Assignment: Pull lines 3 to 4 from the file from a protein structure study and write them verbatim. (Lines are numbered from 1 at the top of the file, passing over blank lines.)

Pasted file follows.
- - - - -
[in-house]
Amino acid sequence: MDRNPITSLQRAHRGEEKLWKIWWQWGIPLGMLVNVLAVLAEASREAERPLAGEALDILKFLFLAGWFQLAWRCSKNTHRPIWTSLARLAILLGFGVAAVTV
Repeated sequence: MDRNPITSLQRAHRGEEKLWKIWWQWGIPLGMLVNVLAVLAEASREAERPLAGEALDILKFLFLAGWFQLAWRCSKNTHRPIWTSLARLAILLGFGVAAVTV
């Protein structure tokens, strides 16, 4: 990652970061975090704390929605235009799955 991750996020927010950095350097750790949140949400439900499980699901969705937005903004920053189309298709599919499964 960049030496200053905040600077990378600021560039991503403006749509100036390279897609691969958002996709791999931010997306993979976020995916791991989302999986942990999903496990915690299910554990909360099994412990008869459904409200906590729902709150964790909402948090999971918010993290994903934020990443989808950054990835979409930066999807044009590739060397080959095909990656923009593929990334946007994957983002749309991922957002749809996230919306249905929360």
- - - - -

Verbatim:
Repeated sequence: MDRNPITSLQRAHRGEEKLWKIWWQWGIPLGMLVNVLAVLAEASREAERPLAGEALDILKFLFLAGWFQLAWRCSKNTHRPIWTSLARLAILLGFGVAAVTV
């Protein structure tokens, strides 16, 4: 990652970061975090704390929605235009799955 991750996020927010950095350097750790949140949400439900499980699901969705937005903004920053189309298709599919499964 960049030496200053905040600077990378600021560039991503403006749509100036390279897609691969958002996709791999931010997306993979976020995916791991989302999986942990999903496990915690299910554990909360099994412990008869459904409200906590729902709150964790909402948090999971918010993290994903934020990443989808950054990835979409930066999807044009590739060397080959095909990656923009593929990334946007994957983002749309991922957002749809996230919306249905929360």